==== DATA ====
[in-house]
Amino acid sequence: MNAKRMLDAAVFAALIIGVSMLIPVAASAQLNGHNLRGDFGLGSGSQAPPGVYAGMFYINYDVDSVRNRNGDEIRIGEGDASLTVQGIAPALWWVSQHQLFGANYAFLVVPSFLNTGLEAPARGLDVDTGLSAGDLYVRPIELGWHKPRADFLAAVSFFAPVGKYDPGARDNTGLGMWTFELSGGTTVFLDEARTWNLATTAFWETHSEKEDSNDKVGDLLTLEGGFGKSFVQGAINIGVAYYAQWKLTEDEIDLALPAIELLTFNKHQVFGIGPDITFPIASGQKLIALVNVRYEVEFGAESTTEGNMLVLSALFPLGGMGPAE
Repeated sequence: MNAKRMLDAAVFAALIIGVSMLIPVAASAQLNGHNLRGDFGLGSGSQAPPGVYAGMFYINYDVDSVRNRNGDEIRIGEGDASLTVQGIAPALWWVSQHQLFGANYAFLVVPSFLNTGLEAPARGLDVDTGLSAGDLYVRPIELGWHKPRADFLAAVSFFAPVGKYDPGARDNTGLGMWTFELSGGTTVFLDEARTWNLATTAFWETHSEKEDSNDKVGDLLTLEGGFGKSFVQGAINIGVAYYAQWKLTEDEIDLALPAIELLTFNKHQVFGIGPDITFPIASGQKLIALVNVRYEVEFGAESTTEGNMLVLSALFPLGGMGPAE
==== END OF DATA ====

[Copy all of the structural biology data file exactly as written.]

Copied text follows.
[in-house]
Amino acid sequence: MNAKRMLDAAVFAALIIGVSMLIPVAASAQLNGHNLRGDFGLGSGSQAPPGVYAGMFYINYDVDSVRNRNGDEIRIGEGDASLTVQGIAPALWWVSQHQLFGANYAFLVVPSFLNTGLEAPARGLDVDTGLSAGDLYVRPIELGWHKPRADFLAAVSFFAPVGKYDPGARDNTGLGMWTFELSGGTTVFLDEARTWNLATTAFWETHSEKEDSNDKVGDLLTLEGGFGKSFVQGAINIGVAYYAQWKLTEDEIDLALPAIELLTFNKHQVFGIGPDITFPIASGQKLIALVNVRYEVEFGAESTTEGNMLVLSALFPLGGMGPAE
Repeated sequence: MNAKRMLDAAVFAALIIGVSMLIPVAASAQLNGHNLRGDFGLGSGSQAPPGVYAGMFYINYDVDSVRNRNGDEIRIGEGDASLTVQGIAPALWWVSQHQLFGANYAFLVVPSFLNTGLEAPARGLDVDTGLSAGDLYVRPIELGWHKPRADFLAAVSFFAPVGKYDPGARDNTGLGMWTFELSGGTTVFLDEARTWNLATTAFWETHSEKEDSNDKVGDLLTLEGGFGKSFVQGAINIGVAYYAQWKLTEDEIDLALPAIELLTFNKHQVFGIGPDITFPIASGQKLIALVNVRYEVEFGAESTTEGNMLVLSALFPLGGMGPAE